You might think it was Thursday’s sticky weather — which left my shirt looking like I lost a water-balloon showdown to the grandkids— that has me musing about February, but the truth is I’d change my soggy top 10 times a day rather than have to adopt a mid-winter wardrobe.
Nope, it’s last week’s announcement by the National Hockey League that it will be allowing its players to participate in the 2014 Sochi Winter Olympics that sparked the following thoughts. That and a future-filed item from six months ago, when American Hockey League president Dave Andrews suggested it would take a positive Olympic decision by the NHL to make it possible for St. John’s to be host city for the 2014 AHL All-Star Game.
There’s much more to St. John’s potentially hosting the all-star game than big-leaguers in Sochi, but it is important since Olympic years are the only ones when this city can be reasonably be expected to put off the event.
Normally, the AHL sets aside two days for All-Star Games and its collateral happenings, and that doesn’t allow enough time and contingency to get participants in and out of St. John’s, sitting on the far edge of a league map that also stretches to Texas and British Columbia.
But that time window is wider in Olympic years. And now that the NHL is freeing up players for Sochi, another possible impediment has disappeared.
There had been real concern there might not be an AHL All-Star game in 2014 at all, because if NHLers weren’t going, it’s likely many national teams would draw heavily on American league rosters, siphoning off most sensible all-star candidates.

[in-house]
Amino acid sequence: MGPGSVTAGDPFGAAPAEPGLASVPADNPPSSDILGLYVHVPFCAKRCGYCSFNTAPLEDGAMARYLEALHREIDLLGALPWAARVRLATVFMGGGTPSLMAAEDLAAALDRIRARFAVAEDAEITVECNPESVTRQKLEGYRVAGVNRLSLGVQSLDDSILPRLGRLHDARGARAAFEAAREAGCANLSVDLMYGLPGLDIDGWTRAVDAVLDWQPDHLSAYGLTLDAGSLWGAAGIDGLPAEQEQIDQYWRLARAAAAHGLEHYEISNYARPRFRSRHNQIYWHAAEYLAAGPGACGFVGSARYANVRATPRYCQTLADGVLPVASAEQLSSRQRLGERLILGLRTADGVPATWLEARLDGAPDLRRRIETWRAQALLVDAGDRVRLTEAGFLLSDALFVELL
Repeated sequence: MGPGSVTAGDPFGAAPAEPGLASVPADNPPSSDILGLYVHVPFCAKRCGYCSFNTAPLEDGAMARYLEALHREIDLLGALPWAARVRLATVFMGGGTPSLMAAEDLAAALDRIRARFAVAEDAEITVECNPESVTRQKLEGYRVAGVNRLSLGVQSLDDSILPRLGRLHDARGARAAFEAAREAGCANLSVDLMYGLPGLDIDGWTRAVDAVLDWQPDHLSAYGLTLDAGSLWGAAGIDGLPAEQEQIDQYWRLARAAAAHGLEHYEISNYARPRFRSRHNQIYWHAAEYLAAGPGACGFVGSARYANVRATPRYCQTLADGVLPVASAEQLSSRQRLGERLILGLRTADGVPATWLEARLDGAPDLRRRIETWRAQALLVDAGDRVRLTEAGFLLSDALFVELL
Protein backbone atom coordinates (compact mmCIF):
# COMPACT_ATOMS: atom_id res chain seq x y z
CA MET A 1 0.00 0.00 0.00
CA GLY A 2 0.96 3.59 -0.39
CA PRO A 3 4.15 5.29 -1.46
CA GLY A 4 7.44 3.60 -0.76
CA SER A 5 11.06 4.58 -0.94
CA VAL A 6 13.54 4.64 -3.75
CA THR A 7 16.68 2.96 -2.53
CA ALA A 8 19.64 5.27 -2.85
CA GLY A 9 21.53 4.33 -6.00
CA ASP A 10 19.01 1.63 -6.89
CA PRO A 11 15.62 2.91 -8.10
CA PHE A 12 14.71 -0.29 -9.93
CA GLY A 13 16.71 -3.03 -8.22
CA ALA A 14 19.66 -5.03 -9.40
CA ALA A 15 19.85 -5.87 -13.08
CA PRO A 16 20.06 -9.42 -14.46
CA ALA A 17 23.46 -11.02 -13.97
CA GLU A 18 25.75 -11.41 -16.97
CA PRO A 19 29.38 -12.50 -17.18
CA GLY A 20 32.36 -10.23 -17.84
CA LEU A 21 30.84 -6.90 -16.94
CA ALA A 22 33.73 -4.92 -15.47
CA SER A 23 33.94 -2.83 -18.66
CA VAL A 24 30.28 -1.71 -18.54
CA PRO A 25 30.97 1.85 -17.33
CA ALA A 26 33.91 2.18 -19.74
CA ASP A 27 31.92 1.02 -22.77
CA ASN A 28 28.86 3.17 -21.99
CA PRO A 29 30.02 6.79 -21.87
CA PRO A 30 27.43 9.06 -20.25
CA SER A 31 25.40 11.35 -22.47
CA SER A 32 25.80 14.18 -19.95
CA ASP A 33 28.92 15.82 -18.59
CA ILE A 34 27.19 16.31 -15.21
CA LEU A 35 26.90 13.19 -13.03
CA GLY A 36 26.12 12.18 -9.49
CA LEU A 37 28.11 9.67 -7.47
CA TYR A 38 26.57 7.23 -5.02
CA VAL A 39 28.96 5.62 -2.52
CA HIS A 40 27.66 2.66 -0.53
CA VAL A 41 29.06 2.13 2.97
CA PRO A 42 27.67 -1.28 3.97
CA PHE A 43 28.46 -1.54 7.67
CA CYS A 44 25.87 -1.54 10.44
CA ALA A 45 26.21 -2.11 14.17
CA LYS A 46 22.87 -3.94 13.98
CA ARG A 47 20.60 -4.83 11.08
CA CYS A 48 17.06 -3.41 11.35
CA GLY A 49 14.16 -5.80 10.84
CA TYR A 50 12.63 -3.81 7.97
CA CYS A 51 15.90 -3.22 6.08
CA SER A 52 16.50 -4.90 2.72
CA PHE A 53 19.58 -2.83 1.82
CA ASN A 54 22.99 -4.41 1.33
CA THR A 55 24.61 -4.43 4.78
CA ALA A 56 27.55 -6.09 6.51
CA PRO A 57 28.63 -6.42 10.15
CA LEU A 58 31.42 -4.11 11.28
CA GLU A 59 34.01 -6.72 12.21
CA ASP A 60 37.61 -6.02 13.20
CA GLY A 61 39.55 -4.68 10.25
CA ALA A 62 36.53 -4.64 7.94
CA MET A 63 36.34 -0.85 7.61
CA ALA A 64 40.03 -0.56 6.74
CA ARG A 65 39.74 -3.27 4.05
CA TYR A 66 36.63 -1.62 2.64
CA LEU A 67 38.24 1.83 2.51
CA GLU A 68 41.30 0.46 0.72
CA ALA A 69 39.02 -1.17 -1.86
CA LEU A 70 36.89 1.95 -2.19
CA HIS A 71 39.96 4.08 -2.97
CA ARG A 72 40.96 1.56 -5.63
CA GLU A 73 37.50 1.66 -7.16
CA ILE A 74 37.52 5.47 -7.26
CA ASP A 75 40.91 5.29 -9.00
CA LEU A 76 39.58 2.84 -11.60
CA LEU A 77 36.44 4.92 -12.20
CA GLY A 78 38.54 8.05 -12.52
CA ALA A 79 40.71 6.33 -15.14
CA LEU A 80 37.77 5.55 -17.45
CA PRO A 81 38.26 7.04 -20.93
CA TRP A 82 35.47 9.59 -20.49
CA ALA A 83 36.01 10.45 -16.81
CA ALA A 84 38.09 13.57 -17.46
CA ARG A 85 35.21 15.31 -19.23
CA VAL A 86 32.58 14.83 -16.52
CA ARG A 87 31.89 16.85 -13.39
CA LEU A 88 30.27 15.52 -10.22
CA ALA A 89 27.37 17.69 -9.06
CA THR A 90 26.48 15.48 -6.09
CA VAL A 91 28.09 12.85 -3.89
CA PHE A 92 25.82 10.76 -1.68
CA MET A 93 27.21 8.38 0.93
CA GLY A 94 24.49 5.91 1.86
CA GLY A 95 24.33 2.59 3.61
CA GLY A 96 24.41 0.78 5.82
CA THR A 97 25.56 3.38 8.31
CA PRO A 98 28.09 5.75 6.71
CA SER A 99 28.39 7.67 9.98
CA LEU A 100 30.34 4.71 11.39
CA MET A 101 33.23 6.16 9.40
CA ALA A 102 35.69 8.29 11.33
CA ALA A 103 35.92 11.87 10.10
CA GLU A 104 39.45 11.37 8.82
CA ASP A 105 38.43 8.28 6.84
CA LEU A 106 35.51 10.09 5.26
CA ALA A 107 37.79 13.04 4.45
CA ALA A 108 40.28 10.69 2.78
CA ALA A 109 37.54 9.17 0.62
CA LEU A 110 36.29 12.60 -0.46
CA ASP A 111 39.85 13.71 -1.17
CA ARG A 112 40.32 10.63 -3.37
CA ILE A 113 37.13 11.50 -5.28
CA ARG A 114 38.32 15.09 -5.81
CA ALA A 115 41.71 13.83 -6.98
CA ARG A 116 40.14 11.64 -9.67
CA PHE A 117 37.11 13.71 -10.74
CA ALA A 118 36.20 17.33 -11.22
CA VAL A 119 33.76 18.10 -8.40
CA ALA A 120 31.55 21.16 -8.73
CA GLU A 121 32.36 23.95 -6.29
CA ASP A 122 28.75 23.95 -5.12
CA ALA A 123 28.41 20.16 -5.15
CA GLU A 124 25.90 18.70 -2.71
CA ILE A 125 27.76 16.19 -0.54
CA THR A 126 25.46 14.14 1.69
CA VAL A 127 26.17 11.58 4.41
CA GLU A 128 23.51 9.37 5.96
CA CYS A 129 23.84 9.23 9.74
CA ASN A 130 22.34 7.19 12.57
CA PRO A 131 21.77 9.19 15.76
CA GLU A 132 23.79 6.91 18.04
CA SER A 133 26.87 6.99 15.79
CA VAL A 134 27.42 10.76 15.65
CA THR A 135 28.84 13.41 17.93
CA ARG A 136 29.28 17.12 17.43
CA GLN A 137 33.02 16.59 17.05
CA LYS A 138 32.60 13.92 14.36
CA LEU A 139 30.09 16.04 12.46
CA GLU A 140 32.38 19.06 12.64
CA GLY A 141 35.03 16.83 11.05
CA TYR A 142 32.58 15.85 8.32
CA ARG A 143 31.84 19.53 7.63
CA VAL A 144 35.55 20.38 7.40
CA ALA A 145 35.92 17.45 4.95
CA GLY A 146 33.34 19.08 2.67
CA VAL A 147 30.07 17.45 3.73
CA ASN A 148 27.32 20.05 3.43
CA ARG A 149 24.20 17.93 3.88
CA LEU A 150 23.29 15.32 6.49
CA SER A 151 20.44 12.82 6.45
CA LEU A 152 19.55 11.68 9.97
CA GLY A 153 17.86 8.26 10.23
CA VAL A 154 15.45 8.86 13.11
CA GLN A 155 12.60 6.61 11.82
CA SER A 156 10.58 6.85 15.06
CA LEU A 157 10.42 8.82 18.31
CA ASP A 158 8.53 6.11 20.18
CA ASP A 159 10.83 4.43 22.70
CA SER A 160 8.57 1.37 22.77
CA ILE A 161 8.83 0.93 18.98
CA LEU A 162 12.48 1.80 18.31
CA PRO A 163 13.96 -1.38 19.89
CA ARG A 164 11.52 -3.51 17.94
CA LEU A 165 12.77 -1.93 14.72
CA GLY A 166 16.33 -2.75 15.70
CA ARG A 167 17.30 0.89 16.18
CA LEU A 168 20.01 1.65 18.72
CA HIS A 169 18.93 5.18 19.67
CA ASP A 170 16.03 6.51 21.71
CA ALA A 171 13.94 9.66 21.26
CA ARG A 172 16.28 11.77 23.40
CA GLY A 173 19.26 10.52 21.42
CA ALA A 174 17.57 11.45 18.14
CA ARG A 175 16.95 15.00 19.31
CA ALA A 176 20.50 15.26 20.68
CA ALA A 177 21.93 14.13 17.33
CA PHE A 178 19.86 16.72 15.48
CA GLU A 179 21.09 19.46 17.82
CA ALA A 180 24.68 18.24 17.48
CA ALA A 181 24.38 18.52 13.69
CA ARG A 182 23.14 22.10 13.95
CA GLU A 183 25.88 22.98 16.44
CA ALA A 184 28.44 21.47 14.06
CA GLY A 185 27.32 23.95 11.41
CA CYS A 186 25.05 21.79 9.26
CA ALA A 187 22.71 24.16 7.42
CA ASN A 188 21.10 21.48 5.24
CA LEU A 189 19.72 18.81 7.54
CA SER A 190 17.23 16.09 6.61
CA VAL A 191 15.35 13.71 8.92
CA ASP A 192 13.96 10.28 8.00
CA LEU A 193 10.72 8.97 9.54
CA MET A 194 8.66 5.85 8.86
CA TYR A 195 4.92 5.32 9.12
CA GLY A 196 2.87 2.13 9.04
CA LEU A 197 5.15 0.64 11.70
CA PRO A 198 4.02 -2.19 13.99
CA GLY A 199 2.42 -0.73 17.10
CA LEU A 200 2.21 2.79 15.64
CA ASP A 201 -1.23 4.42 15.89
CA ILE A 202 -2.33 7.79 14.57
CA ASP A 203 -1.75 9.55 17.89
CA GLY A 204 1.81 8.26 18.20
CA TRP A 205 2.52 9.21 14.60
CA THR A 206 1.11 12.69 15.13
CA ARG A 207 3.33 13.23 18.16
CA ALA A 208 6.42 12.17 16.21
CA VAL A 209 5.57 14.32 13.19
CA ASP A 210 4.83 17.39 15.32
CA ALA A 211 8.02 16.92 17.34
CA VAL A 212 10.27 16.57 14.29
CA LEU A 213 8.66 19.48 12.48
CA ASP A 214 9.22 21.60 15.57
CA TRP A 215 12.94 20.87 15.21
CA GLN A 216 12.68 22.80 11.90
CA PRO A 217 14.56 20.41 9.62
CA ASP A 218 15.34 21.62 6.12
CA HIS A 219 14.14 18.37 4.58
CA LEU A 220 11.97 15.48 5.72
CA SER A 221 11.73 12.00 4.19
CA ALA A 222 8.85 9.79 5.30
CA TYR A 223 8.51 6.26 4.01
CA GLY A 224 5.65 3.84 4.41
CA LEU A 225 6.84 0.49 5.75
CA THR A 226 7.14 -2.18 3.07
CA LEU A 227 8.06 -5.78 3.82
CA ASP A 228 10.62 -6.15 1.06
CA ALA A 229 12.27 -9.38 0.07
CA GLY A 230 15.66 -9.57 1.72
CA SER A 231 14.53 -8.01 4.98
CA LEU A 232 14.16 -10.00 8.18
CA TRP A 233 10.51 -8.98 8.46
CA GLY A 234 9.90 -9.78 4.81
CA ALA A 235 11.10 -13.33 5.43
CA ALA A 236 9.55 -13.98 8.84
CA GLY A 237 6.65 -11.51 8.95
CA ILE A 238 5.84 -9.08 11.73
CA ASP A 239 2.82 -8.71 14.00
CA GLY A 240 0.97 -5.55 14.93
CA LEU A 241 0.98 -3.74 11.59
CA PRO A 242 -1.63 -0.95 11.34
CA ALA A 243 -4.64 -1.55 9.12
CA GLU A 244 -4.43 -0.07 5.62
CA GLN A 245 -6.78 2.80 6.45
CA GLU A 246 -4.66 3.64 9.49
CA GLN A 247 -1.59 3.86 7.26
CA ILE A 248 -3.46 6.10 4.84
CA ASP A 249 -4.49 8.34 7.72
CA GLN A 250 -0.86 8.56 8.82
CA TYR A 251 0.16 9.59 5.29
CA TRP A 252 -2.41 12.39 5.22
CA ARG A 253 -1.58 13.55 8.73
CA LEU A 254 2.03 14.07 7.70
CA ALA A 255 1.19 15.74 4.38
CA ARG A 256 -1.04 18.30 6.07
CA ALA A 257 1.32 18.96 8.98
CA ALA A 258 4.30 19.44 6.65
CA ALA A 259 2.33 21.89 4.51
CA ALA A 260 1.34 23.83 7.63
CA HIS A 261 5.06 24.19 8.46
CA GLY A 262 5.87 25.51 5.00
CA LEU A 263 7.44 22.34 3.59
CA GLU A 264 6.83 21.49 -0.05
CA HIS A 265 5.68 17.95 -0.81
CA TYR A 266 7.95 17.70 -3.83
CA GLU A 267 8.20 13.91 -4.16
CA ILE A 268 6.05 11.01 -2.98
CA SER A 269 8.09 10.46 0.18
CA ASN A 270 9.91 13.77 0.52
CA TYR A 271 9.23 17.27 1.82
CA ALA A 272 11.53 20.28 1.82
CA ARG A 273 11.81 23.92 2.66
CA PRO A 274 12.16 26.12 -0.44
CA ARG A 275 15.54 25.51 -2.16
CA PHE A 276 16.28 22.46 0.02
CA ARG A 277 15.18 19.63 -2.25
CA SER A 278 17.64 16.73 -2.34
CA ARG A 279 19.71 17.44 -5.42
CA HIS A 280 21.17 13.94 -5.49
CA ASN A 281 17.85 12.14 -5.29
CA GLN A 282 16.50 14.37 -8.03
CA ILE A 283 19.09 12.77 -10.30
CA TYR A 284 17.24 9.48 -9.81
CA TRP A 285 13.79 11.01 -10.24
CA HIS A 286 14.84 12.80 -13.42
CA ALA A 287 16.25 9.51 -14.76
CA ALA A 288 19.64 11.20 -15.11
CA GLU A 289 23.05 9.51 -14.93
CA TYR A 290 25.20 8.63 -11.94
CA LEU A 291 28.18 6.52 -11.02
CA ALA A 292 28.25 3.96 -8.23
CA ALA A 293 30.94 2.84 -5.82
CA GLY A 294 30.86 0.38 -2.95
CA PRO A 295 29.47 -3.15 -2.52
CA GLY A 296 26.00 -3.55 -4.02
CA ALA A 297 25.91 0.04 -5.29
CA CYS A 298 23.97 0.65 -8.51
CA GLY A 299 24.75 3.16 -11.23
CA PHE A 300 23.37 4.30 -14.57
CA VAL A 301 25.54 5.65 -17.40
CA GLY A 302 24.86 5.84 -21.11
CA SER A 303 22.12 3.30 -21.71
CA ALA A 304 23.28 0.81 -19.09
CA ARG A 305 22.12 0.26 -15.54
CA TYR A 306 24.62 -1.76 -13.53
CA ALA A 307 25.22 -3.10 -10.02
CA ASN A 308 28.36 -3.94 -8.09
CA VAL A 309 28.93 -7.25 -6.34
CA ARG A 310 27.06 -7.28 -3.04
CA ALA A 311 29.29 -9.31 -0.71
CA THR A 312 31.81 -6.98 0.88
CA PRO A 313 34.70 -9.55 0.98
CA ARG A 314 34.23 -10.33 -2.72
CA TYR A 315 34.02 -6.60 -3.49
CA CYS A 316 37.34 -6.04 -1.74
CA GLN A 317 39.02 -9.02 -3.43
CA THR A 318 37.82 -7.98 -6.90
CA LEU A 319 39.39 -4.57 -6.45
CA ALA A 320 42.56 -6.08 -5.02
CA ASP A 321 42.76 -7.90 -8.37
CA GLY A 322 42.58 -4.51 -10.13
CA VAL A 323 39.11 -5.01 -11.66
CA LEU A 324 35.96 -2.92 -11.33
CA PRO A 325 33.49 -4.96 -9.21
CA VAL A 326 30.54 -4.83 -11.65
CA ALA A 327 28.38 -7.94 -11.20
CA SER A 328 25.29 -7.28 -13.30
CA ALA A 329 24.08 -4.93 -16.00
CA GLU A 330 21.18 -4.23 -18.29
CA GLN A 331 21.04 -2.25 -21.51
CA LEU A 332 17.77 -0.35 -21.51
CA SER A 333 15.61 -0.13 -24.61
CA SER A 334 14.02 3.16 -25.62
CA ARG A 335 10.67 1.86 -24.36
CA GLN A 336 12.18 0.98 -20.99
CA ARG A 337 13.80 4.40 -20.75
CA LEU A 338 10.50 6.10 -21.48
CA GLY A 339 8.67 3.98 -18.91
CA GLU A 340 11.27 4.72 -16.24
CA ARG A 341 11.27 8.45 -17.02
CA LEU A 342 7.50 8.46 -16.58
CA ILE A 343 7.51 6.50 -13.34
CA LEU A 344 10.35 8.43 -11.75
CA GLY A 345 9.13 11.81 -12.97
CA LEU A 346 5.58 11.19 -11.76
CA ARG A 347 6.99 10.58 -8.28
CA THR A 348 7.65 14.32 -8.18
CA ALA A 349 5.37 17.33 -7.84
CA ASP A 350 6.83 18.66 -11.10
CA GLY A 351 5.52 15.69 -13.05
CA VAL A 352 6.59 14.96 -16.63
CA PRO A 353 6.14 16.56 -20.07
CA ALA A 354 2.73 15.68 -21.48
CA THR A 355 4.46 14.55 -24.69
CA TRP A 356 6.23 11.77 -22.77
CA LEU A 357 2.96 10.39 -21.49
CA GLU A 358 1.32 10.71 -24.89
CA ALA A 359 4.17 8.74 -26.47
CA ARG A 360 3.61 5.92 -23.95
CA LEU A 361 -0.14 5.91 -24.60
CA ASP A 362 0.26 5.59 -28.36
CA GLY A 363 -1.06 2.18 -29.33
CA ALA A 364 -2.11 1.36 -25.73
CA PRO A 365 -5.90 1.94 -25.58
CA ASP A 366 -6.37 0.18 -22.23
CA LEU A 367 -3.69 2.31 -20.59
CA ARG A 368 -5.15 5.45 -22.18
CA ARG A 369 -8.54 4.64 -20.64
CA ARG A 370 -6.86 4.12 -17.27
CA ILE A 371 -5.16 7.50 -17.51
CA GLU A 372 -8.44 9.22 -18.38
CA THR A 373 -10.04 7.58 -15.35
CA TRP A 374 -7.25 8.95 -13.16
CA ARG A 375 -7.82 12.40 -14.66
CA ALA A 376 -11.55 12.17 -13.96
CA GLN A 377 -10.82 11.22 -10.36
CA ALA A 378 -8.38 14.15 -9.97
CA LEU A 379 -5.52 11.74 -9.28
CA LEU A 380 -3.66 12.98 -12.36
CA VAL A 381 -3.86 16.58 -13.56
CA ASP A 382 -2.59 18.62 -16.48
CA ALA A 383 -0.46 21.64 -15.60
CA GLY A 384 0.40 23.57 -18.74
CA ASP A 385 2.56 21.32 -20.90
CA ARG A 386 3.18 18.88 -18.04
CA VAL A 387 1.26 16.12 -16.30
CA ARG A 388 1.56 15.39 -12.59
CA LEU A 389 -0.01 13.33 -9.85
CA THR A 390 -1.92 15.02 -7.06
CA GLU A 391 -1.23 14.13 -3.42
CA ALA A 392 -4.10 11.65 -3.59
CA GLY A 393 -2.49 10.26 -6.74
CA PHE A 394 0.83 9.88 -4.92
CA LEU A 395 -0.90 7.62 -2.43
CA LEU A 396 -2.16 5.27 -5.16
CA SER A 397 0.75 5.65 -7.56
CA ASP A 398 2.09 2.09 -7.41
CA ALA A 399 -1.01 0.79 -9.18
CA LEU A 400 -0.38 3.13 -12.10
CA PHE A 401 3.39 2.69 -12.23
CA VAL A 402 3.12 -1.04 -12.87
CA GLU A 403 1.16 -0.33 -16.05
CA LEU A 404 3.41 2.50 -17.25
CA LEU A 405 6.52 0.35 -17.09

With all that cleared up, it would seem to point to an AHL All-Star announcement soon. After all, it’s been known for months that Rochester, N.Y., will be site of the league’s Winter Classic in December and the IceCaps, the only team known to have expressed interest in holding the 2014 all-star party, will need sufficient lead time to prepare, if St. John’s is indeed, the choice.
The host team is financially — and for the most part, operationally — responsible for the all-star event. So if the take doesn’t exceed expenses, what would be the point the point?
Also to be considered is the extra burden that would be placed on the IceCaps’ front office staff (the league’s smallest, by the way), which would already be busy with day-to-day regular season duties.
Finally, there is the perceived need to jazz up the event.
Mile One successfully hosted the AHL All-Star Game in 2002 (also, you may note, an Olympic year), but since then, all-star games in all sports, at most levels, have begun to suffer from the blahs, and the AHL All-Star Classic is no exception.
In fact, in 2012, there wasn’t a single league city interested enough to commit to hosting the event, so it had to be held in Atlantic City, N.J., where no pro hockey team operates.
When things go so flat, how do you put some fizz into the fete?
Years ago, it was a skills competition and variations on the matchup, including Canadian-based teams vs American-based clubs (with only four teams out of 30 in Canada, that wouldn’t work now) or a team of Canadian players taking on another with players from the U.S. and around the world.
But something new is desperately needed and at the 2013 All-Star Game in Providence, R.I., Andrews gave some indication of a possible alternative that might just work, saying “We are looking at a different scenario in terms of whether we'll (keep) the East-West format or if we might have a team from elsewhere, from Europe, to play (against an AHL all-Star team).”
So will stars appear here in February? To this point the league and IceCaps have only said they have held positive talks on the matter, but with Olympic issue dealt with, the expectation is some sort of pronouncement should be forthcoming soon.
I do wonder that should this weather persists, if a little talk about All-Star games and things on ice might at least help subconsciously and keep the laundry hamper from overflowing.